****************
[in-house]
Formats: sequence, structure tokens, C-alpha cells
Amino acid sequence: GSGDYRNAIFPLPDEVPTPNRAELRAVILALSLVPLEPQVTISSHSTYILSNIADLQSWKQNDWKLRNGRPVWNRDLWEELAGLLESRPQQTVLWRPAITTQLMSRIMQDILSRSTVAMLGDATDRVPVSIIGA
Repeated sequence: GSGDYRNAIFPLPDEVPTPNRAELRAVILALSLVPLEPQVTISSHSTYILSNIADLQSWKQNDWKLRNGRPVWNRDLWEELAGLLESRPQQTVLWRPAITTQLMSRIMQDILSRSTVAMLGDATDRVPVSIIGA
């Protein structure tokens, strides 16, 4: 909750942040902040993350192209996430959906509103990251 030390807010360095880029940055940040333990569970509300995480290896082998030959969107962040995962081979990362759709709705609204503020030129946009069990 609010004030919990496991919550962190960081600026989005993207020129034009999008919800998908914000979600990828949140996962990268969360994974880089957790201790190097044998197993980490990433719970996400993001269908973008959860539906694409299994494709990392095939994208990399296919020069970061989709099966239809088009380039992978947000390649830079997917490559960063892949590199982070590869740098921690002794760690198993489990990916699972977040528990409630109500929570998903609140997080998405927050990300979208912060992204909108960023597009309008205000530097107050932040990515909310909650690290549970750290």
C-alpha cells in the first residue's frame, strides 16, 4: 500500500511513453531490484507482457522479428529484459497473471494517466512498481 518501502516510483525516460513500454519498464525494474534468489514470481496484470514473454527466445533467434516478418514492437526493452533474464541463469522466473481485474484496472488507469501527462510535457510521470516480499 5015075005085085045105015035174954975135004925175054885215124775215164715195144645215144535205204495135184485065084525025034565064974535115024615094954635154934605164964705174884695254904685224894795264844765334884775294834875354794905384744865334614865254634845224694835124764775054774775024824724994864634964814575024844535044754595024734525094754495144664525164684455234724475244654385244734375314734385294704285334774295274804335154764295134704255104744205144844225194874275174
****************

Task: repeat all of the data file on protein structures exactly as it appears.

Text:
[in-house]
Formats: sequence, structure tokens, C-alpha cells
Amino acid sequence: GSGDYRNAIFPLPDEVPTPNRAELRAVILALSLVPLEPQVTISSHSTYILSNIADLQSWKQNDWKLRNGRPVWNRDLWEELAGLLESRPQQTVLWRPAITTQLMSRIMQDILSRSTVAMLGDATDRVPVSIIGA
Repeated sequence: GSGDYRNAIFPLPDEVPTPNRAELRAVILALSLVPLEPQVTISSHSTYILSNIADLQSWKQNDWKLRNGRPVWNRDLWEELAGLLESRPQQTVLWRPAITTQLMSRIMQDILSRSTVAMLGDATDRVPVSIIGA
């Protein structure tokens, strides 16, 4: 909750942040902040993350192209996430959906509103990251 030390807010360095880029940055940040333990569970509300995480290896082998030959969107962040995962081979990362759709709705609204503020030129946009069990 609010004030919990496991919550962190960081600026989005993207020129034009999008919800998908914000979600990828949140996962990268969360994974880089957790201790190097044998197993980490990433719970996400993001269908973008959860539906694409299994494709990392095939994208990399296919020069970061989709099966239809088009380039992978947000390649830079997917490559960063892949590199982070590869740098921690002794760690198993489990990916699972977040528990409630109500929570998903609140997080998405927050990300979208912060992204909108960023597009309008205000530097107050932040990515909310909650690290549970750290």
C-alpha cells in the first residue's frame, strides 16, 4: 500500500511513453531490484507482457522479428529484459497473471494517466512498481 518501502516510483525516460513500454519498464525494474534468489514470481496484470514473454527466445533467434516478418514492437526493452533474464541463469522466473481485474484496472488507469501527462510535457510521470516480499 5015075005085085045105015035174954975135004925175054885215124775215164715195144645215144535205204495135184485065084525025034565064974535115024615094954635154934605164964705174884695254904685224894795264844765334884775294834875354794905384744865334614865254634845224694835124764775054774775024824724994864634964814575024844535044754595024734525094754495144664525164684455234724475244654385244734375314734385294704285334774295274804335154764295134704255104744205144844225194874275174